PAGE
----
10 Questions Engineering Managers should be thinking about constantly to elevate your teams
To become a better leader, consider a people-first growth mindset approach to managing your reports
Not unlike other functions, or industries, managing software teams shares the same principles in leadership and people development; the only difference is needing to understand a bit of the tech — and the more senior you become, the less it’s required to be successful. In fact, many successful technology leaders in upper management (Directors and above) are likely coding little to none. And if the real goal is to become a multiplier, all efforts should be put toward making your teams more efficient and productive.
As a matter of transparency, I borrowed (and rephrased) these ten questions that were implemented at Route.com for management performance reviews, a company I feel prided itself for its healthy culture of building and developing leaders.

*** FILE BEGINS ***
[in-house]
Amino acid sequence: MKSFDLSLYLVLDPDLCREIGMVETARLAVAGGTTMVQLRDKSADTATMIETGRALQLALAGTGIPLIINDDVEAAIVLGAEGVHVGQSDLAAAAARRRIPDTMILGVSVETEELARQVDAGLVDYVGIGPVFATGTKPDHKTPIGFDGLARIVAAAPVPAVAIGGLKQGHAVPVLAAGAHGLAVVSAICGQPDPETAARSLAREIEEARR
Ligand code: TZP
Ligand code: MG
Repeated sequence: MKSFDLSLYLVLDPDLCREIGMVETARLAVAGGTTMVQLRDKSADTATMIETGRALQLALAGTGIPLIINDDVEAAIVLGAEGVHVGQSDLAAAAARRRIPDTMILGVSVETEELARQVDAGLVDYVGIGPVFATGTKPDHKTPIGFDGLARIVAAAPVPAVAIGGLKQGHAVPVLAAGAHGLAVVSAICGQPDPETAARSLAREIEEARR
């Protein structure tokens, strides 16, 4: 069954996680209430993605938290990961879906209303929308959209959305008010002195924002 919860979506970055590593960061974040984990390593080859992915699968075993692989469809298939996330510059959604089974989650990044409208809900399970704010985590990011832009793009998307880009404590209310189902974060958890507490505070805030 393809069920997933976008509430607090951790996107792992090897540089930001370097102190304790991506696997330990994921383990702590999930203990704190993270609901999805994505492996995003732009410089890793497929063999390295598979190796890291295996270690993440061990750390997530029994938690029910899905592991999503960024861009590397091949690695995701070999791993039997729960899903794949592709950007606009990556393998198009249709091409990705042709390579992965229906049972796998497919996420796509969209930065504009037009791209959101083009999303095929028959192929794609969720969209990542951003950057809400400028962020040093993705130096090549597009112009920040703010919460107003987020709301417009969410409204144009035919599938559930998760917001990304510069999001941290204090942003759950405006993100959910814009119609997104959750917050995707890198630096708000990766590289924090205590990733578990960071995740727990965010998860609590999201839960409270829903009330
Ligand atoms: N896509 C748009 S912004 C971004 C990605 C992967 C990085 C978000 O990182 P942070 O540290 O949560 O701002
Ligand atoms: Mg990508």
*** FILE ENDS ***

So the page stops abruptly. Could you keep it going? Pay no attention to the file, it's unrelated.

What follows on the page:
Am I giving timely actionable feedback that helps my reports improve their performance?
Providing feedback with actionable examples that are developed together will help guide your reports in knowing what’s working, and what isn’t. And it’s just as important to do this frequently — and at minimum during your regular 1:1’s. Avoid making judgements, and do your best to understand their motivations.
Am I micromanaging? — Am I getting involved in details that should be handled at other levels.
Despite seemingly stating the obvious, the real challenge is finding the balance of maximizing autonomy, and also not plunging into the details. Like a good design or flow, the best user experience is an invisible one. An engineer likely doesn’t mind being managed, they just don’t want to feel managed. This can be tough for first time managers despite thinking there’s no way I’ll ever be a micromanager; you’re likely more qualified than your engineers (you were just doing their job after all) so it can be tempting to jump in and do the work — maybe even better. But a strong word of caution here: don’t do it. Mistakes are the best tool for learning, and it’s your job to codify this into practice.